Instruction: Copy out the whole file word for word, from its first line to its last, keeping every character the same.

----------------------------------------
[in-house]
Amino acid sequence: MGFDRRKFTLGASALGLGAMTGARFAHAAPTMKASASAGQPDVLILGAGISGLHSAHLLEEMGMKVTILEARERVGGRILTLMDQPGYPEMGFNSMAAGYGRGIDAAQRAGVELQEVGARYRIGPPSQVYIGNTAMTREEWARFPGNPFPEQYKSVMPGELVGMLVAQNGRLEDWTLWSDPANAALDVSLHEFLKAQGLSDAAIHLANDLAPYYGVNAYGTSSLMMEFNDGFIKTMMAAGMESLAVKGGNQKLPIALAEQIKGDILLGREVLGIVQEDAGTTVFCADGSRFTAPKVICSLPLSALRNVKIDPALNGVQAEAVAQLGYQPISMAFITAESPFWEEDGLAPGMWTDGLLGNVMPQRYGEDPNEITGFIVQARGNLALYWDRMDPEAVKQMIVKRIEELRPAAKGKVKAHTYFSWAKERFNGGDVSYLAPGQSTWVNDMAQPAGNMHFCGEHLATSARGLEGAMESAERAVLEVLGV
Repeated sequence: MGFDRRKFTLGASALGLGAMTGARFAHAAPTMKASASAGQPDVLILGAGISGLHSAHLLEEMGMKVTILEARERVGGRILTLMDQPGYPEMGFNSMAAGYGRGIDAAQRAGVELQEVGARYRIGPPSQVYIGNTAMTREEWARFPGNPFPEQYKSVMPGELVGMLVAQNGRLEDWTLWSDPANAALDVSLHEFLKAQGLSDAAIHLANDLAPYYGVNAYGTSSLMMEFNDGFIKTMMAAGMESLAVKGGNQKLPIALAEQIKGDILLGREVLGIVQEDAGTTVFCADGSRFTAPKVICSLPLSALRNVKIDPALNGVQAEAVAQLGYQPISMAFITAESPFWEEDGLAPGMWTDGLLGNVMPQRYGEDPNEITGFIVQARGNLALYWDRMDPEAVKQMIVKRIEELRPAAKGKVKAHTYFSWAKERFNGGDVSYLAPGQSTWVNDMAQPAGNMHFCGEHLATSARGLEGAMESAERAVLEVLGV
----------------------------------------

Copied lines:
[in-house]
Amino acid sequence: MGFDRRKFTLGASALGLGAMTGARFAHAAPTMKASASAGQPDVLILGAGISGLHSAHLLEEMGMKVTILEARERVGGRILTLMDQPGYPEMGFNSMAAGYGRGIDAAQRAGVELQEVGARYRIGPPSQVYIGNTAMTREEWARFPGNPFPEQYKSVMPGELVGMLVAQNGRLEDWTLWSDPANAALDVSLHEFLKAQGLSDAAIHLANDLAPYYGVNAYGTSSLMMEFNDGFIKTMMAAGMESLAVKGGNQKLPIALAEQIKGDILLGREVLGIVQEDAGTTVFCADGSRFTAPKVICSLPLSALRNVKIDPALNGVQAEAVAQLGYQPISMAFITAESPFWEEDGLAPGMWTDGLLGNVMPQRYGEDPNEITGFIVQARGNLALYWDRMDPEAVKQMIVKRIEELRPAAKGKVKAHTYFSWAKERFNGGDVSYLAPGQSTWVNDMAQPAGNMHFCGEHLATSARGLEGAMESAERAVLEVLGV
Repeated sequence: MGFDRRKFTLGASALGLGAMTGARFAHAAPTMKASASAGQPDVLILGAGISGLHSAHLLEEMGMKVTILEARERVGGRILTLMDQPGYPEMGFNSMAAGYGRGIDAAQRAGVELQEVGARYRIGPPSQVYIGNTAMTREEWARFPGNPFPEQYKSVMPGELVGMLVAQNGRLEDWTLWSDPANAALDVSLHEFLKAQGLSDAAIHLANDLAPYYGVNAYGTSSLMMEFNDGFIKTMMAAGMESLAVKGGNQKLPIALAEQIKGDILLGREVLGIVQEDAGTTVFCADGSRFTAPKVICSLPLSALRNVKIDPALNGVQAEAVAQLGYQPISMAFITAESPFWEEDGLAPGMWTDGLLGNVMPQRYGEDPNEITGFIVQARGNLALYWDRMDPEAVKQMIVKRIEELRPAAKGKVKAHTYFSWAKERFNGGDVSYLAPGQSTWVNDMAQPAGNMHFCGEHLATSARGLEGAMESAERAVLEVLGV